Drugs and Pre-Existing Conditions
At your preconception visit, you need to talk to your health-care provider about any chronic medical conditions you have and how they might affect your pregnancy. You also need to discuss any prescription medications you take, as well as over-the-counter drugs.
High blood pressure, diabetes, autoimmune diseases (such as rheumatoid arthritis or lupus), epilepsy, obesity, and asthma are all conditions that can be affected by pregnancy. They can also impact your pregnancy and the health of your baby. The good news is that most of the time, an experienced health-care provider can carefully manage any pre-existing conditions so that you can have a healthy and uneventful pregnancy.
Hypothyroidism (an underactive thyroid) is another important condition. Recent studies have shown that women with uncorrected hypothyroidism have an increased risk of having a baby with neurodevelopmental delay. This is even true of women who have subclinical hypothyroidism. In this case, blood tests show hypothyroidism even though the woman has no symptoms. This condition is fairly common in women, especially in older women.
For this reason, the American Association of Clinical Endocrinologists recommends that women in the preconception period and in the first trimester of pregnancy be tested for hypothyroidism and that thyroid replacement medication be given when necessary. The American College of Obstetricians and Gynecologists (ACOG) has not endorsed this recommendation to date. However, in view of potential adverse effects on the baby, and the safety of thyroid replacement medication, it is probably a good idea to be tested, even if you don't have symptoms of hypothyroidism.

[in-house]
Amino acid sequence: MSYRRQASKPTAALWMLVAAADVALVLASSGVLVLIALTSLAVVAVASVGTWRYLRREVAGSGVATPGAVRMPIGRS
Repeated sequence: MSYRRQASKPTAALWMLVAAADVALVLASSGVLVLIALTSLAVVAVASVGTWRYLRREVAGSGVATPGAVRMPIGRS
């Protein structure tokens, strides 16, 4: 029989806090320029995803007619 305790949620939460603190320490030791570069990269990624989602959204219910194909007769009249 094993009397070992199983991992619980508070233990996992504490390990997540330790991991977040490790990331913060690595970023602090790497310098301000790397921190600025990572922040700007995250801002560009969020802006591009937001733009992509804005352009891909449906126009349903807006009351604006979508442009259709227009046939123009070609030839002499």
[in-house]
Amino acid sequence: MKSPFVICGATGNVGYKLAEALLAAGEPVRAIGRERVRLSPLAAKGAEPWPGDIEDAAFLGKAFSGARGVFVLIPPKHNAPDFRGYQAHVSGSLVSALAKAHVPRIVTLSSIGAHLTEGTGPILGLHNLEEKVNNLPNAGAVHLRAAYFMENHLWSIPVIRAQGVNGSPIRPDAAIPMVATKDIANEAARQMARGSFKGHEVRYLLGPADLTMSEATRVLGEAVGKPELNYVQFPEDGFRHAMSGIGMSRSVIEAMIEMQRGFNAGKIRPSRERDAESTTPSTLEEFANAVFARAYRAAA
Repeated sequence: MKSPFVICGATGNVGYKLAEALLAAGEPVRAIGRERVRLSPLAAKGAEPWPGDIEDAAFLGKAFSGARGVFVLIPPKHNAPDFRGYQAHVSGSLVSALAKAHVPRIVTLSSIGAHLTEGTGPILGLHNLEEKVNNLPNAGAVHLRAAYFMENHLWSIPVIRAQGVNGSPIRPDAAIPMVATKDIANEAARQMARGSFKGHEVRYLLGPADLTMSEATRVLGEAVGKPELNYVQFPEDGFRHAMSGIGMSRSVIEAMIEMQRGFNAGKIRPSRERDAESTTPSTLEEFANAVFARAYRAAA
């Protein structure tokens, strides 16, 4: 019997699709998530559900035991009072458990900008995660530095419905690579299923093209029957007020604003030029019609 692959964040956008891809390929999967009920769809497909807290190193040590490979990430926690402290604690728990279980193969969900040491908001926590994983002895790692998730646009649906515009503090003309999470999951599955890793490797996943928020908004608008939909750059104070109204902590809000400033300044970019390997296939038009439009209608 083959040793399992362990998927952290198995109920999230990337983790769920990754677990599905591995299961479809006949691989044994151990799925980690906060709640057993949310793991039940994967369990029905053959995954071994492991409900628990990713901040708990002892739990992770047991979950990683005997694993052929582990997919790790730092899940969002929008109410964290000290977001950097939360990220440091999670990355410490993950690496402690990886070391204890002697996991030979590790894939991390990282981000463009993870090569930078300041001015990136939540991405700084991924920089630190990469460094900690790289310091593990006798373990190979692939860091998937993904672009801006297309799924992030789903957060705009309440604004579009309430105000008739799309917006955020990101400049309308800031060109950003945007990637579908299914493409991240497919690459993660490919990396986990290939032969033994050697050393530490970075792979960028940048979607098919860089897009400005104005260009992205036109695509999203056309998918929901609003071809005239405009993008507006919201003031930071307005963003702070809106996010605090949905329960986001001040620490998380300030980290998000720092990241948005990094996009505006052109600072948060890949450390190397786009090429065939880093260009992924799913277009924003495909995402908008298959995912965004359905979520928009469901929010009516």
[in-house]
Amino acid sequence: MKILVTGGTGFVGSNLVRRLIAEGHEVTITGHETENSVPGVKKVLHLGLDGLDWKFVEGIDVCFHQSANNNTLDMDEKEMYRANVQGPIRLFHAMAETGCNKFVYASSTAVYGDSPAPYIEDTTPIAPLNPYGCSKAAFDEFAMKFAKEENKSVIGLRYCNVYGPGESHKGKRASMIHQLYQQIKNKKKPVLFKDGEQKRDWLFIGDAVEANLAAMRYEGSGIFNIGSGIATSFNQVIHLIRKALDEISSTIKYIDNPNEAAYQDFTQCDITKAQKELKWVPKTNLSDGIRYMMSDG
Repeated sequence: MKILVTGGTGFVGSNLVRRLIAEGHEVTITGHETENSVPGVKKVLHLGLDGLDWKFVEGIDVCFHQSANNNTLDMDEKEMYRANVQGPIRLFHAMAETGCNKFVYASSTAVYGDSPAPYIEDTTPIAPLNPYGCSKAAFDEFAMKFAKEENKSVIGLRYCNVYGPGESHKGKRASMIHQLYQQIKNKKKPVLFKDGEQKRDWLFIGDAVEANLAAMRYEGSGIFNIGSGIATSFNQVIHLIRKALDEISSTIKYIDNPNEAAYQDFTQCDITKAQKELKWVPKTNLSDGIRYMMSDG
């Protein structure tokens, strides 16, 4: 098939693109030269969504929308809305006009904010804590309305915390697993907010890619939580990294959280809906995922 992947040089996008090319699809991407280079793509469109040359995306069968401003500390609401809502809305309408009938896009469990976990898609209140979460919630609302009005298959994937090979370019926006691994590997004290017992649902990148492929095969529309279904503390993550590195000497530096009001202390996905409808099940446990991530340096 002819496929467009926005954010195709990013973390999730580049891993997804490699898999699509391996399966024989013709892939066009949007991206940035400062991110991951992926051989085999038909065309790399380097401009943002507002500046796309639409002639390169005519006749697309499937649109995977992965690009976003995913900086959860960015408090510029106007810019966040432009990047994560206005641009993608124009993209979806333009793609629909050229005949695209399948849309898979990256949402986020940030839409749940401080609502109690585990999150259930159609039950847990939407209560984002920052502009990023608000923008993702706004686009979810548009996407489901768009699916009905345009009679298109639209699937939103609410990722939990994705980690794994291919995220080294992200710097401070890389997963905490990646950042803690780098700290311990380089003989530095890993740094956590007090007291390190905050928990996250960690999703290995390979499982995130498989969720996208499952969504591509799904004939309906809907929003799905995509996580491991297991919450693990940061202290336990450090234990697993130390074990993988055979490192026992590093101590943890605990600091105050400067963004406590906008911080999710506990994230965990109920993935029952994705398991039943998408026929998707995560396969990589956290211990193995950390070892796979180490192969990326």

If you are taking any prescription medications, you should bring a complete list to your preconception appointment. While some medications are not safe to take during pregnancy, others may be safe. You and your healthcare provider may need to balance the risks and benefits before deciding what to do. In some cases you may be able to continue on your medication until you learn you are pregnant.
According the American Academy of Family Physicians, 10 percent of birth defects result from medications taken by the mother during pregnancy. Because of this, it is wise to avoid taking anything unless your doctor specifically approves it.
Talk to your health-care provider about over-the-counter medications. Most providers recommend that you avoid most of these while pregnant or trying to conceive, although acetaminophen (brand name Tylenol) and antacids are considered safe. In particular, you want to avoid ibuprofen (brand name Advil) and aspirin.
Read the ingredients of over-the-counter medications carefully. Many contain alcohol and adrenaline-like substances. If you are not sure it is safe, ask your physician. The safety of most herbal remedies in pregnancy has not been studied and their safety is not certain. It is probably best to avoid these.